Close the jar tightly and allow it to sit in the sunlight for a week to steep (meanwhile, it will also absorb solar energies, if you’re into that sort of thing), shaking it daily. Then put it in a cool dark place until it is done. Refrigeration is fine, but it won’t make a significant difference. Let it extract for about six weeks; longer is fine since alcohol tinctures can sit nearly indefinitely, but keep in mind that your tincture will get stronger with time. If you’re using dried herbs, you might notice that they absorb a lot of the alcohol in the first few days. If this happens, simply add more and re-cover the jar.

When the herb is done extracting, strain it through a cheesecloth or strainer and compost the remaining plant parts. Fill an amber bottle with your finished tincture and label it. Alcohol tinctures have a shelf life of many years, so use at your leisure.

Vegetable glycerin tinctures are made in precisely the same way but have some different applications. They are ideal for children—or for you, if alcohol makes you cringe—since glycerin tastes sweet and syrupy. They do have a significantly shorter shelf life of about one year, so they should be made in slightly smaller batches.



The average dose for any tincture is 10 to 30 drops in a small amount of water three times a day. This will vary depending on the herb and what you are using it for. With echinacea, you’ll want to veer toward the higher end of the dosage, or 30 drops, during times of illness. Please note that children’s doses are generally one-quarter of an adult dose.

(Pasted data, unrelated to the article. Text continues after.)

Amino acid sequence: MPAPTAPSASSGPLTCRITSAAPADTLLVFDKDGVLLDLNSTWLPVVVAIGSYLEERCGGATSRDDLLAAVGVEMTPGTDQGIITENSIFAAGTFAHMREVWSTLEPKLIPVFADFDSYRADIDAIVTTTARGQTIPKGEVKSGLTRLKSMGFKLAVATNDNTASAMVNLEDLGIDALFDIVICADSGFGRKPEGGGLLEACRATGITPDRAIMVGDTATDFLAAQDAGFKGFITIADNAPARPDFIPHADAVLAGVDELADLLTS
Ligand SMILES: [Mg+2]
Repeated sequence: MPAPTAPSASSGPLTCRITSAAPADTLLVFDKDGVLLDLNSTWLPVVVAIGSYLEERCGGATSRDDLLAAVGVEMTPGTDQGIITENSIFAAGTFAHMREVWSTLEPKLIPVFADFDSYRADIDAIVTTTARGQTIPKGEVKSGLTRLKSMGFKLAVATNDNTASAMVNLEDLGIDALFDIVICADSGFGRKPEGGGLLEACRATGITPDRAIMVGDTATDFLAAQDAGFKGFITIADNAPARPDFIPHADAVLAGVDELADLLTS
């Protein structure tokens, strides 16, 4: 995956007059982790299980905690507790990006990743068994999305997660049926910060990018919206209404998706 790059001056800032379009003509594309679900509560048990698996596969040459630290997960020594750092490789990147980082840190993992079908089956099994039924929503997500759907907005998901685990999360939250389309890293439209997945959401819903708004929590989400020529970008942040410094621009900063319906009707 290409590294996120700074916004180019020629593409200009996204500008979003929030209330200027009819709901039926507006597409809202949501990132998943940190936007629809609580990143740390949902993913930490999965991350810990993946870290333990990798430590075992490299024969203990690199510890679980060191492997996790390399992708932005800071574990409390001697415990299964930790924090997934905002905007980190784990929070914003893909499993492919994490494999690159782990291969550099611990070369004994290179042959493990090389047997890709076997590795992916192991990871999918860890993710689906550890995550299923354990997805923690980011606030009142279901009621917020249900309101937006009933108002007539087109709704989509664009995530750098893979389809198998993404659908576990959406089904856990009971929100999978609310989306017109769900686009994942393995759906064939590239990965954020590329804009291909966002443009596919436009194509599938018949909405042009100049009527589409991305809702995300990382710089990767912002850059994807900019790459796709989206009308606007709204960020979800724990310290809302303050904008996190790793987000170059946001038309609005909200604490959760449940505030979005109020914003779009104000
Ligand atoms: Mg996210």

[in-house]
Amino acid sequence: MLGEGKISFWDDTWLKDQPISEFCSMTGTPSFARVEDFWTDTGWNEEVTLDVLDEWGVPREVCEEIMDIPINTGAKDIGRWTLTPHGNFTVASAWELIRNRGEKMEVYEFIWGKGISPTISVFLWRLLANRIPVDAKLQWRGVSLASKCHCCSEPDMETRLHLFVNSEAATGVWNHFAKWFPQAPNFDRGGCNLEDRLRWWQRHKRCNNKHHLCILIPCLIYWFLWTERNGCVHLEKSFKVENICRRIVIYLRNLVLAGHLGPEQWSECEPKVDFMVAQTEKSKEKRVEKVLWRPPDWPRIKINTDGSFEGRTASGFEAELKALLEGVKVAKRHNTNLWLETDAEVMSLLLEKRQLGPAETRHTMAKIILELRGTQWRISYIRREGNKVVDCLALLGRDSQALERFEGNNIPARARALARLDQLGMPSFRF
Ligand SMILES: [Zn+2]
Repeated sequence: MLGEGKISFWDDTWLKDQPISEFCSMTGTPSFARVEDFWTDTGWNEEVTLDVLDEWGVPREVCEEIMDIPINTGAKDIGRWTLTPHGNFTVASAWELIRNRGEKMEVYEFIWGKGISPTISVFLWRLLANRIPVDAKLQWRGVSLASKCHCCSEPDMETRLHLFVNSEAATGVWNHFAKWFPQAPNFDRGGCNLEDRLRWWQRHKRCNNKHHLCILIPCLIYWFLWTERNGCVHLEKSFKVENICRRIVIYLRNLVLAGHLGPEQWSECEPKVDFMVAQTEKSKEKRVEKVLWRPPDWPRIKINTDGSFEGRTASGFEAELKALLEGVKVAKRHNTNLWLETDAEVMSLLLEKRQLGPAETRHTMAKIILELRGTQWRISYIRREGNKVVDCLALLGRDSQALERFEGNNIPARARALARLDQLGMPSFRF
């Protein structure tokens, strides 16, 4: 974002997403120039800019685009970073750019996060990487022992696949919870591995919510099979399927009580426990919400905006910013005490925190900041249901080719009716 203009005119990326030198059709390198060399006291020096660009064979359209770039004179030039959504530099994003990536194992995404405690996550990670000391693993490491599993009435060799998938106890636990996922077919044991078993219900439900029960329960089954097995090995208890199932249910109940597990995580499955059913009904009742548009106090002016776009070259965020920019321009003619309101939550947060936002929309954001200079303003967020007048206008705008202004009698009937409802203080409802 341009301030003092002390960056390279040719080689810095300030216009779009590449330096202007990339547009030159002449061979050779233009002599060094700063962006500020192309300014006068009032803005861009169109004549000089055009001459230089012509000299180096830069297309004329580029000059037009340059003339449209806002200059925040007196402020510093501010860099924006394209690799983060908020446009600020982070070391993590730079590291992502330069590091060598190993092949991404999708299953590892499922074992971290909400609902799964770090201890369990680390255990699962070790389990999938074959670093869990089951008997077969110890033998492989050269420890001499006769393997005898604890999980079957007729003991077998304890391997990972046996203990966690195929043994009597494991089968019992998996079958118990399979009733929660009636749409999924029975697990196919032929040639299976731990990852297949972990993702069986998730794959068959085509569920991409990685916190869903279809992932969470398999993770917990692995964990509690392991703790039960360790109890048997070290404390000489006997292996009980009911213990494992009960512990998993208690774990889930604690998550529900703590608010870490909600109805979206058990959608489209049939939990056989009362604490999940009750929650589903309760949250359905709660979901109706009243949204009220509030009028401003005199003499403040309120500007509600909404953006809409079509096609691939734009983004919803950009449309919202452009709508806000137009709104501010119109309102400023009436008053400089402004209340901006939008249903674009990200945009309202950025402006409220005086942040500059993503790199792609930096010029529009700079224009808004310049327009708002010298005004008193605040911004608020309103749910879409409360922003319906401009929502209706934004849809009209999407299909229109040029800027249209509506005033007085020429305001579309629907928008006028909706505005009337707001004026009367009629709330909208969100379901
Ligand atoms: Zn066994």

Mountain Rose Herbs is my go-to herbal supplier. On their website, you can find pounds of every dried herb imaginable, bulk vegetable glycerin and other bases, bottles, and even premade teas, tinctures, spices, and beauty products. Be sure to mention if you are enrolled in any sort of herbal class, and you’ll get 10 percent off your order. Below is a great video tutorial from Mountain Rose, demonstrating how to make a valerian tincture for insomnia, hyperactivity, and anxiety.


You can read more about Nora’s services at Springtide Doula Care. Got a question on tinctures? Post it below and keep the conversation rolling! Plus, check out the HOMEGROWN groups Hunting, Gathering, and Foraging; Homemade Cosmetics; and Earth Mamas and Papas. You might also take a gander at the Homemade Sunscreen 101 and the Homemade Laundry Detergent 101, and you can always find more things to make, craft, plant, grow, cook, preserve, and extract in the HOMEGROWN 101 library.





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Wonderful tincture 101! I make lots of tinctures at home, many from herbs that I've collected myself but I admit most of my herbs come from Mountain Rose who I love and gladly support for doing what they do! This year we'll be growing echinacea, wild strawberry, elderberry bushes, calendula, and lots of other wonderful medicinal herbs at our Homegrown Missouri community garden!

Desiree: What an awesome haul. If you're not a member already, you might be interested in joining the Herb Lovers! group—and/or I might pester you to share some of the tincture recipes where these fragrant herbs will end up!